WDR Doku: Wölfe – Schützen oder schießen? (YouTube, 43:50min) “Die Wölfe sind zurückgekehrt und breiten sich in Deutschland aus. Aber sind Wölfe automatisch gefährlich für den Menschen? Tendenziell sollen Menschen für den Wolf uninteressant sein, aber was sagen Experten? Ob in Niedersachsen, Sachsen oder jüngst in Nordrhein-Westfalen, allerorten werden die Raubtiere gesichtet – Der Wolf ist zurück in der deutschen Wildnis.”
“Just a few months after celebrating its 41st birthday, the Voyager 2 probe has left its familiar environs and entered interstellar space — only the second human-made object in history to do so, after Voyager 1 did it in 2012.
The moment they were waiting for arrived early last month, when Voyager 2 left what’s known as the heliosphere — the vast bubble of plasma and particles generated by the sun and stirred in solar winds. This bubble ends at a boundary called the heliopause, where the sun’s magnetic field peters out and solar winds give way to interstellar space.
By one definition, that also means Voyager 2 — now more than 11 billion miles from the sun — has achieved another, much simpler-to-say feat: leaving the solar system.
It’s not the only definition, though. And the JPL itself marks the end of the solar system at the edge of the sun’s gravitational influence, on the outer boundaries of the Oort Cloud. By that measure, the lab explained, both Voyager probes “have not yet left the solar system, and won’t be leaving anytime soon.”
“It will take about 300 years for Voyager 2 to reach the inner edge of the Oort Cloud,” it said, “and possibly 30,000 years to fly beyond it.”
Astronomy Picture of the Day: Tiny Planet Timelapse .
“You can pack a lot of sky watching into 30 seconds on this tiny planet. Of course, the full spherical image timelapse video was recorded on planet Earth, from Grande Pines Observatory outside Pinehurst, North Carolina. It was shot in early September with a single camera and circular fisheye lens, digitally combining one 24-hour period with camera and lens pointed up with one taken with camera and lens pointed down. The resulting image data is processed and projected onto a flat frame centered on the nadir, the point directly below the camera. Watch as clouds pass, shadows creep, and the sky cycles from day to night when stars swirl around the horizon. Keep watching, though. In a second sequence the projected center is the south celestial pole, planet Earth’s axis of rotation below the tiny planet horizon. Holding the stars fixed, the horizon itself rotates as the tiny planet swings around the frame, hiding half the sky through day and night.”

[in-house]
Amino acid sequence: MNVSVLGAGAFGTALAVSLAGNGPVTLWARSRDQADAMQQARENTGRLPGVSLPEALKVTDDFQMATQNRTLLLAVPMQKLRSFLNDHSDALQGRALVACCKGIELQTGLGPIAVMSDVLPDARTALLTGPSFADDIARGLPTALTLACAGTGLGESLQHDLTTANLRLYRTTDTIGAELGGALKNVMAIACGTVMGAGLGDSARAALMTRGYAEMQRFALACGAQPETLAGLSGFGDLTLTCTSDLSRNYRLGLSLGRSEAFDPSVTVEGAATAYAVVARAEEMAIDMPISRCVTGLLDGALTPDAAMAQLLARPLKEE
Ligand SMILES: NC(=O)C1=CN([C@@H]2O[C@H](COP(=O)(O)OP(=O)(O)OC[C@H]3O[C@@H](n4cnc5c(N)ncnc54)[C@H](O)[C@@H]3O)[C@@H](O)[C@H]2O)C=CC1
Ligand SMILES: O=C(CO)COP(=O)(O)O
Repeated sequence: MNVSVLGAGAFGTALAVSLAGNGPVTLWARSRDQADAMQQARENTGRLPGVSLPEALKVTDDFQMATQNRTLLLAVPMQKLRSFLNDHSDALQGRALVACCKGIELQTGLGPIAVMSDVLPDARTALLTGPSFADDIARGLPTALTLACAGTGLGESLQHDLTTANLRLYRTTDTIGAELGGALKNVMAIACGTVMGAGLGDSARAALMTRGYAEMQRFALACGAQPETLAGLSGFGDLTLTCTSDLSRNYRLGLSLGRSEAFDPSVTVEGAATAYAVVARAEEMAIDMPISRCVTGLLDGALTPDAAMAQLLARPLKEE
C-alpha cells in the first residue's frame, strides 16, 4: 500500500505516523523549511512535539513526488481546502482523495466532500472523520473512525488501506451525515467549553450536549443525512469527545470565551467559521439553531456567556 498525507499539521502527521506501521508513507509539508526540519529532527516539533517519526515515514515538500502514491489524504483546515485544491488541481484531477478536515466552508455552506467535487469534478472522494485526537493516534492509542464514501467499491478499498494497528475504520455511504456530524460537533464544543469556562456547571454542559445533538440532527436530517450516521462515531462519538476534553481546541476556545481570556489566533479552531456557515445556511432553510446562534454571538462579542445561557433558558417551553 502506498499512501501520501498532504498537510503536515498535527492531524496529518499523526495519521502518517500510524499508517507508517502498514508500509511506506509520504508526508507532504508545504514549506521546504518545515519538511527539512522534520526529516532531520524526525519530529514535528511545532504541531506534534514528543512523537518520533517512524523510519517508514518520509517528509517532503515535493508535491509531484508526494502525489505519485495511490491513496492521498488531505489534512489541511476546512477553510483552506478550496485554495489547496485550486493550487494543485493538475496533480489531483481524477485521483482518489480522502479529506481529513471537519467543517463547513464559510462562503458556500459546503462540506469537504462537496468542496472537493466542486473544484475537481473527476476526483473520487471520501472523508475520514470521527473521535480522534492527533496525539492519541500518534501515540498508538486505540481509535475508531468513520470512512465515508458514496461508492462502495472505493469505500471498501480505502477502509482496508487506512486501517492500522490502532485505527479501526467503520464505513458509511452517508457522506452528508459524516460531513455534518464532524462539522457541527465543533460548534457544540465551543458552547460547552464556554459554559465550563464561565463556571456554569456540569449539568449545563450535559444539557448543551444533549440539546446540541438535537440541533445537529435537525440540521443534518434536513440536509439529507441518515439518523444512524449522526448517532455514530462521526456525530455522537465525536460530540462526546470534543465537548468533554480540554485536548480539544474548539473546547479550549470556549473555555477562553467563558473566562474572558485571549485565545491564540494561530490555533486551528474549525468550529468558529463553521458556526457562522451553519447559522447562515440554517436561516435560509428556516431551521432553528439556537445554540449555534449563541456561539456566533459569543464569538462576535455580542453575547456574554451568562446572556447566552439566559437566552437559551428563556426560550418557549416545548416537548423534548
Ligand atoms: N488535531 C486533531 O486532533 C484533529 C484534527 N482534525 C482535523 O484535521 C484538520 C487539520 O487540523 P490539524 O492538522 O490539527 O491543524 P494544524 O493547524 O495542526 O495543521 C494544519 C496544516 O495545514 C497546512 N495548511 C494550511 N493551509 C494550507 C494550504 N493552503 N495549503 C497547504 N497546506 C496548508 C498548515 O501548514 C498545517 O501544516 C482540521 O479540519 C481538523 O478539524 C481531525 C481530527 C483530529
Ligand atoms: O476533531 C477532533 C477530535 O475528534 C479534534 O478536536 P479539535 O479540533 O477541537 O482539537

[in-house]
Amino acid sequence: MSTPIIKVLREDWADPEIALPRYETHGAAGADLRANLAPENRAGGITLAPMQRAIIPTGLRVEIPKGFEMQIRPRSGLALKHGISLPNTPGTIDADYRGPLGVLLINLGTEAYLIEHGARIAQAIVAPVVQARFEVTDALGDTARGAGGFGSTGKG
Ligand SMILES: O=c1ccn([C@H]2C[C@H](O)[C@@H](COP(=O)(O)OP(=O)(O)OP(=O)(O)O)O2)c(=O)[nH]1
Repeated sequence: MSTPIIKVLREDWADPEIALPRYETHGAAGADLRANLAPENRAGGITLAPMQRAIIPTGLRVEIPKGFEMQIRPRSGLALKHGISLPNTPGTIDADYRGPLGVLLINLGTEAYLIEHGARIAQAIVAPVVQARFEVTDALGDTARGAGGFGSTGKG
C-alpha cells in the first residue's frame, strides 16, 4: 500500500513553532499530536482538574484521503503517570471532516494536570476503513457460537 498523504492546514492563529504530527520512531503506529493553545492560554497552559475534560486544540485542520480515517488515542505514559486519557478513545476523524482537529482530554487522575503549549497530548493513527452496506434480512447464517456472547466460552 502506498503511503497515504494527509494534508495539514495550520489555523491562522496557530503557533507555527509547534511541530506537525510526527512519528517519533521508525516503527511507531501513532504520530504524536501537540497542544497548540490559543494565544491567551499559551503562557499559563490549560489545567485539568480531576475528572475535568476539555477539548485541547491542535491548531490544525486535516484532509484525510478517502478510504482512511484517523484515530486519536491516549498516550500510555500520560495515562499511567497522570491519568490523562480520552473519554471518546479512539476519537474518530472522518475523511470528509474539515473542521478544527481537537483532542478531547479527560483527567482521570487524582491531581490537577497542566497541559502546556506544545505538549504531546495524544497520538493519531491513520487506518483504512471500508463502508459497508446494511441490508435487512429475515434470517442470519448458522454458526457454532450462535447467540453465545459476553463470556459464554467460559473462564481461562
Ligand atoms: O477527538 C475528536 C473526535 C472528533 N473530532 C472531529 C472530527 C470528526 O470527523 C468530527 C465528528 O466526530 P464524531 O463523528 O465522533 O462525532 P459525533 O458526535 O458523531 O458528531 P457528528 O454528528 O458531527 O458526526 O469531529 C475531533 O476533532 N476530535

I love me some sun dogs and halos.
The Washington Post: The story behind an incredible sky scene in New Hampshire. “This was the surreal scene Saturday morning at Franconia Notch in New Hampshire. Steve LeBaron of the New Hampshire Department of Transportation’s Highway Design Bureau captured a stunner of a sky atop Cannon Mountain while skiing.”
Link via MetaFilter.
Alexander Gerst’s ESA Blog: This week in space – 26 November . “As we enter the final month of ESA astronaut Alexander Gerst’s Horizons mission, it is time to reflect once more on the crew’s busy schedule. From science to spacecraft and even spacewalk preparation, there is never a dull moment in space.”